This is the character set used by PHP’s ubiquitous htmlspecialchars function, and as you may have guessed, it still falls down on attribute values for two reasons.

First, as Hacker News users DanBlake and nbpoole pointed out in a discussion of this blog post, Internet Explorer treats ` as an attribute delimiter. It may be an edge case, but it’s still a potential attack vector, so ` needs to be escaped too.

Second, HTML also allows attribute values to be completely unquoted. Believe it or not, unquoted attribute values are fairly popular (some people are too lazy to quote them, others are performance zealots who can’t bear the thought of wasting those extra bytes).

Unquoted attribute values are one of the single biggest XSS vectors there is. If you don’t quote your attribute values, you’re essentially leaving the door wide open for naughty people to inject naughty things into your HTML. Very few escaper implementations cover all the edge cases necessary to prevent unquoted attribute values from becoming XSS vectors.

Escaping &, <, >, ", ', `, , !, @, $, %, (, ), =, +, {, }, [, and ] is almost enough

All those characters up there (including the space character!) can be used to break out of an unquoted HTML attribute value. If you escape every last one of them, then you’re probably pretty close to being safe. But you’re still not so safe that you can just start throwing around user input willy nilly.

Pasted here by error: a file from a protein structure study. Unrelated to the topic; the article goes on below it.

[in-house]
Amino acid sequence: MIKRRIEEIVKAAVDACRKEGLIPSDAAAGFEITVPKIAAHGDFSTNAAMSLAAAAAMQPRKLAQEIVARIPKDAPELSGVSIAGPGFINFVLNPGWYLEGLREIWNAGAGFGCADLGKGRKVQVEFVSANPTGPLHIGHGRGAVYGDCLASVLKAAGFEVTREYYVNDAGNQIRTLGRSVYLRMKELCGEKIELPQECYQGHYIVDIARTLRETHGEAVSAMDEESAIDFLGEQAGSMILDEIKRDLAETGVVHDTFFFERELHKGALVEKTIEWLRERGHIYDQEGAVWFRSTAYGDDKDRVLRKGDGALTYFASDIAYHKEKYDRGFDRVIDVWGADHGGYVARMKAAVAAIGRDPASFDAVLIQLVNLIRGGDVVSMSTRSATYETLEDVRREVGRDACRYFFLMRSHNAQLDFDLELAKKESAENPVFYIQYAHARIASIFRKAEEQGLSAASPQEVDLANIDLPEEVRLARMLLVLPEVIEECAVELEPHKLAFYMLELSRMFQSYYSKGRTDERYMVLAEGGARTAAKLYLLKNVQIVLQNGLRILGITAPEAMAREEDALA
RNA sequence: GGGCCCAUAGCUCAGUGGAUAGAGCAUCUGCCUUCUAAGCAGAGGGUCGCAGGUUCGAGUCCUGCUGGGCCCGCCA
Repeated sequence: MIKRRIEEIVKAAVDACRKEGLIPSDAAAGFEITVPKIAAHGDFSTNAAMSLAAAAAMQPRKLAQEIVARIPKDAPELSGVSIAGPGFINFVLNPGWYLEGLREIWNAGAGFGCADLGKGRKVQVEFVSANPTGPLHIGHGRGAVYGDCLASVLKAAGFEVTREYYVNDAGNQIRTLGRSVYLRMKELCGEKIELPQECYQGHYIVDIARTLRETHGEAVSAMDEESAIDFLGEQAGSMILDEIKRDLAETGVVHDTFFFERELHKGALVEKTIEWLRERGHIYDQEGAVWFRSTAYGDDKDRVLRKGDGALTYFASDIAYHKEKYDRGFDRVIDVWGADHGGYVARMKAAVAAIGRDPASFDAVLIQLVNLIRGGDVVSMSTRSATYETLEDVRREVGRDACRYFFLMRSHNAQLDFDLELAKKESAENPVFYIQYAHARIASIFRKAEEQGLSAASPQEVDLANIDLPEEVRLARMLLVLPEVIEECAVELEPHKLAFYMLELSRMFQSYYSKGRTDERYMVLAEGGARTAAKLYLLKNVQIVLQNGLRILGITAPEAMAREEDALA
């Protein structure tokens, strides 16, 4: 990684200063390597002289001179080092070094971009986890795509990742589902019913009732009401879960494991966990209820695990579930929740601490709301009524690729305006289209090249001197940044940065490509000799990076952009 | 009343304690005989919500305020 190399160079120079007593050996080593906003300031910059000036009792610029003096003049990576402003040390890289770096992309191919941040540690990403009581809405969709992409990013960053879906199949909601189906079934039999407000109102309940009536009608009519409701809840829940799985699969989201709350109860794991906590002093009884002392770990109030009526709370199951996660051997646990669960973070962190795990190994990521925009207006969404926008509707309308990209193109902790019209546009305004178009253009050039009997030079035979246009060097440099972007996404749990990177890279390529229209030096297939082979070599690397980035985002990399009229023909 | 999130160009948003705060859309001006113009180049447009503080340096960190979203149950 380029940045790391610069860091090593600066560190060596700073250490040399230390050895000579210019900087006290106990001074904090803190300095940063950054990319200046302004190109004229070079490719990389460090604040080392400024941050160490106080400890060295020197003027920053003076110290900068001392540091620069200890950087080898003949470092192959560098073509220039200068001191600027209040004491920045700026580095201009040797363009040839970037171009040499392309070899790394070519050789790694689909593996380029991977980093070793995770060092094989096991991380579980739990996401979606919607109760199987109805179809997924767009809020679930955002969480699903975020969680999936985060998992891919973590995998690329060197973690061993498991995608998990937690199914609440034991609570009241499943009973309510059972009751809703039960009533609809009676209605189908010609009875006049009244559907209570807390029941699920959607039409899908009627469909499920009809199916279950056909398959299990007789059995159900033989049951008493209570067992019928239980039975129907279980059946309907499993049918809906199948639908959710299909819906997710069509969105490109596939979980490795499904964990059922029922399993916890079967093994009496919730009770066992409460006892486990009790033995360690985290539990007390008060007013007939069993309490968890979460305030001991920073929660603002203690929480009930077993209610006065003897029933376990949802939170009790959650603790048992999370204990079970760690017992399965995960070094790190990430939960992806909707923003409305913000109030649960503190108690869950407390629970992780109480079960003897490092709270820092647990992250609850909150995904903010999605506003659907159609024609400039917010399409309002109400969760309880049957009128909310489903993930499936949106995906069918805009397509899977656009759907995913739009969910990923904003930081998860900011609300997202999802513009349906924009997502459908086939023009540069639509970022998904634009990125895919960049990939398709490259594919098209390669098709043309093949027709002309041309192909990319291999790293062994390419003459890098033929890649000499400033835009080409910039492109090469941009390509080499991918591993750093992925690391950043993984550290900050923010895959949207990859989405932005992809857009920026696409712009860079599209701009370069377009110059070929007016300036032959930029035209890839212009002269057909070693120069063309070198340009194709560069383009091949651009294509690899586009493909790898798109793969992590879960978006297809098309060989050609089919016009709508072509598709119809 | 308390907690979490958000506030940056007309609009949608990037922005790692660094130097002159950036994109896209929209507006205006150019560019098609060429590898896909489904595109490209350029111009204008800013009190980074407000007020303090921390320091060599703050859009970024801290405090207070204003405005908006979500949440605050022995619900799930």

Why? Because this still doesn’t cover some context-specific cases like inserting user input into the body of an inline <script> element or using user input as part of a URL.

Context is key

If you haven’t figured it out already, the primary message I’m trying to convey here is that you must be aware of the context in which you’re working with user input. Some contexts are more susceptible to attack than others, and there’s no single magic escaping bullet that will protect you or your users in all cases.

In other words, you don’t need to escape everything all the time, but you do need to escape everything that’s important in the particular contexts in which you’re displaying user input.

But there’s still one more wrench to throw into the works…

Always specify a charset, or UTF-7 will eat your face

Even if you do everything else right, serving a page that doesn’t explicitly specify a character set can leave Internet Explorer users open to XSS, thanks to the way IE sniffs out the charset when it isn’t specified.

If an attacker is able to get your page to echo back something that looks like UTF-7 encoding early enough in the page, he may be able to trick IE into rendering the page using UTF-7. This could turn the following seemingly harmless input…


…into something potentially harmful:


I recommend specifying a UTF-8 charset in both the Content-Type HTTP response header and a <meta> tag, since it’s easy for one or the other to get switched off or omitted inadvertently as a codebase ages (this has happened to me).

Further reading

As I mentioned in the disclaimer at the top of this post, this is not a comprehensive reference of all the things that can go wrong with HTML escaping. It’s not even a guide. It’s more of a tip-of-the-iceberg preview. Please don’t assume that, having read this post, you now know everything there is to know about HTML escaping. I can guarantee that you don’t, because I don’t.

I learned a lot from the following sources, and I highly recommend them if you’re interested in learning more: